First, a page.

The Welsh Government funding for Universe in the Classroom ended in June 2018. We have left this site available as an archive of the project.
A light source is anything that makes light, whether natural and artificial. Natural light sources include the Sun and stars.Artificial light sources include lamp posts and televisions.
Without light sources we could not see the world around us, however not every object we can see is a light source. Many objects simply reflect light from a light source.
Light Sources is an activity that invites students to investigate where light comes from, how it travels and how it can be used, before they use the power of light to explore the Universe!
A light source is anything that makes light. There are natural and artificial light sources. A few examples of natural light sources include the Sun, stars and candles. A few examples of artificial light sources include light bulbs, lamp posts and televisions. Without light sources we could not see the world around us, however, not every object we see is a light source. Many objects simply reflect light from a light source, for example tables, trees and the Moon.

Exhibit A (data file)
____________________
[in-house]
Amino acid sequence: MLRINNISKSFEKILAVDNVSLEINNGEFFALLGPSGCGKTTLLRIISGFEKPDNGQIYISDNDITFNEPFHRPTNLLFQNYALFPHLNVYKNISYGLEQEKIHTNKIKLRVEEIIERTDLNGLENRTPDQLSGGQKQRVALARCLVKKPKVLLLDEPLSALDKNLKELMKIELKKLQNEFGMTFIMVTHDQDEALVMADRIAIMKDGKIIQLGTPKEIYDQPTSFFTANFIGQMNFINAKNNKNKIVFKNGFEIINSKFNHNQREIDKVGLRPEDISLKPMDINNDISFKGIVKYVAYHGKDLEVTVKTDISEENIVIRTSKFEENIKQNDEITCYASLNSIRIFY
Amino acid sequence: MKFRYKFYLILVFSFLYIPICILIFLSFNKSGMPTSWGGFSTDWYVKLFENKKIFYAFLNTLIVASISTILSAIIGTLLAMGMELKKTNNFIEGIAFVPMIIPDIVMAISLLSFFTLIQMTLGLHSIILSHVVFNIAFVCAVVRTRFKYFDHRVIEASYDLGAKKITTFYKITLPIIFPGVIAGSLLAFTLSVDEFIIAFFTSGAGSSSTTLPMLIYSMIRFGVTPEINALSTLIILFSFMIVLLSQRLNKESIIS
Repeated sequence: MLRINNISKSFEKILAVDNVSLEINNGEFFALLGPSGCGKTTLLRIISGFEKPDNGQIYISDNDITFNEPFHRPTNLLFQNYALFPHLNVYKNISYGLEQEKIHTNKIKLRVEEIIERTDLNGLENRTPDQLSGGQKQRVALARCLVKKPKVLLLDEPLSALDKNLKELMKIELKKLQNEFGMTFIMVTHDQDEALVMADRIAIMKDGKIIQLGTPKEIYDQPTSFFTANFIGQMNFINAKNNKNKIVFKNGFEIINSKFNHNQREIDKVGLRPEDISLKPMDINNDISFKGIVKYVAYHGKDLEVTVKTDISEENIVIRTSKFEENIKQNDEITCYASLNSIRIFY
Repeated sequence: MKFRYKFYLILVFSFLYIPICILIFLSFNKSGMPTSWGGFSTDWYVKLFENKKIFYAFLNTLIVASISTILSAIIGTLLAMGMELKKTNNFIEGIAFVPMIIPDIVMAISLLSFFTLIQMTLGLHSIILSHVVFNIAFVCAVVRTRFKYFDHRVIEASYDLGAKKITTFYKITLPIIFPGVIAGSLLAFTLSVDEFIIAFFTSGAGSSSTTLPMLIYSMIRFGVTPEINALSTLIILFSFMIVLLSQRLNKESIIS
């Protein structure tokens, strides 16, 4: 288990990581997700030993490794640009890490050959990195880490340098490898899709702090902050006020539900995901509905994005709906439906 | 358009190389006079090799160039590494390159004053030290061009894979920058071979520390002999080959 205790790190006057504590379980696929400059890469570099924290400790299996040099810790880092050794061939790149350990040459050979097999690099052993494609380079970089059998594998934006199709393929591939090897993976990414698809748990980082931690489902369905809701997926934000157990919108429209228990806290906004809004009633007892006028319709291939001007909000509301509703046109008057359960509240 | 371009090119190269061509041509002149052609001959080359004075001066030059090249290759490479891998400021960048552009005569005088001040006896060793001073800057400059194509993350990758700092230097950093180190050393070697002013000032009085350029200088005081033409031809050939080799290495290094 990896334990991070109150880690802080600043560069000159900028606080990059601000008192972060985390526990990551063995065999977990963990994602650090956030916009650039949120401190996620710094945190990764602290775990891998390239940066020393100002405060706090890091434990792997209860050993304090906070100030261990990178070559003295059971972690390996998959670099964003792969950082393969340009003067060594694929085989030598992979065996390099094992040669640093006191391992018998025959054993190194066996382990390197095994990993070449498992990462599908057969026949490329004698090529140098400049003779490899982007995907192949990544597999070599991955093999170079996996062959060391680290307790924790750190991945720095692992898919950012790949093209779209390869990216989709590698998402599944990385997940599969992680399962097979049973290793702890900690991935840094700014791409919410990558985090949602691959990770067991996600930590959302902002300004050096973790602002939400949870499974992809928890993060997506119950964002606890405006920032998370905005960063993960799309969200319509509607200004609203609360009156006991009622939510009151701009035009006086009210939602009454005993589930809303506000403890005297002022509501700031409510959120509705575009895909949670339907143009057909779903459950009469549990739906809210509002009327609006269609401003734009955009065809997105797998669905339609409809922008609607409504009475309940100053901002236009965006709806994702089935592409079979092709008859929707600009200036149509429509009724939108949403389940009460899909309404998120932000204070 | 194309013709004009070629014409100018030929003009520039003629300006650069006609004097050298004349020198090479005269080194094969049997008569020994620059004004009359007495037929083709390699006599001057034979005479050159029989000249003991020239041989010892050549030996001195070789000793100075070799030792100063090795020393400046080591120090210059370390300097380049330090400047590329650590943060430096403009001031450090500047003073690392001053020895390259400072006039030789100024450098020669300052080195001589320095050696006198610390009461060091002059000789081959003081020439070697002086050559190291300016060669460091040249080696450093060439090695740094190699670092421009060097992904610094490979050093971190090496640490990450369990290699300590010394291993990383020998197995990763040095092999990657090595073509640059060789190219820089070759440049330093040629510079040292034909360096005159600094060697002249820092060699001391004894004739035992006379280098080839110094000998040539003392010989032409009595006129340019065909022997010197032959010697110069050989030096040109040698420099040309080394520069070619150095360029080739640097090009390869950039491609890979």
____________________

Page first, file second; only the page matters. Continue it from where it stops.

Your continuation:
Begin this activity by asking your students to name some objects that create light. These are called light sources.
Write the answers on the board in three unlabelled columns: non-light sources, artificial light sources and natural light sources.
Discuss the difference between the objects on the board — which are natural and which are artificial. Do some of them only reflect light?
Hand each student a Light Sources Worksheet and ask them to complete the first question.
Discuss Question 2 with the students, “How does light allow us to see other objects?” Explain what the diagram below shows (they will have a copy on their worksheet) and then ask them to explain in their own words on their worksheet.
Discuss Question 3, “Can rock or metal become light sources?”. Explain that even rock and metal can act as a light source if they become hot enough, direct their attention to the image a shooting star (meteor) at the bottom of their worksheet, these are both made of rock and metal but we see them shining as they burn up in Earth’s atmosphere.
Invite your class to discover the brightest light sources in the Universe – stars! Using LCOGT’s robotic telescopes you can take pictures of stars, galaxies and star clusters that are so bright they can be seen from billions of light years away!
KS2 Science in the Welsh National Curriculum “How things work: how light travels and how this can be used.”